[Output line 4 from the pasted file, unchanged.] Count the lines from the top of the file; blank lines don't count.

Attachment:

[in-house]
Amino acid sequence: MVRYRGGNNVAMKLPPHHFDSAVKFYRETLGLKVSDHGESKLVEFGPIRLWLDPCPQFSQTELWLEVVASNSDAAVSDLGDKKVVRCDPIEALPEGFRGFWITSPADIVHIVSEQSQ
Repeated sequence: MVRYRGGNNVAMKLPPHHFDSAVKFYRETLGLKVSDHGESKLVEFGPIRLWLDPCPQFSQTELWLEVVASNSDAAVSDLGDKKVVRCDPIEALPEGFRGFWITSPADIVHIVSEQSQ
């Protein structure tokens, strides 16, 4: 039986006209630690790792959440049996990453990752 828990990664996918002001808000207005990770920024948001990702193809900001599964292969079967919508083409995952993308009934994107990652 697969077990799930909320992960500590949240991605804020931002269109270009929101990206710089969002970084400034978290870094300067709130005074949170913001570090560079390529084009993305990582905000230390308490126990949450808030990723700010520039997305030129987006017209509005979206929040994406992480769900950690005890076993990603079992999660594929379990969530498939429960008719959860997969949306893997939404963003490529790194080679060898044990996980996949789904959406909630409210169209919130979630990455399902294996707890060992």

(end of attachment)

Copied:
């Protein structure tokens, strides 16, 4: 039986006209630690790792959440049996990453990752 828990990664996918002001808000207005990770920024948001990702193809900001599964292969079967919508083409995952993308009934994107990652 697969077990799930909320992960500590949240991605804020931002269109270009929101990206710089969002970084400034978290870094300067709130005074949170913001570090560079390529084009993305990582905000230390308490126990949450808030990723700010520039997305030129987006017209509005979206929040994406992480769900950690005890076993990603079992999660594929379990969530498939429960008719959860997969949306893997939404963003490529790194080679060898044990996980996949789904959406909630409210169209919130979630990455399902294996707890060992």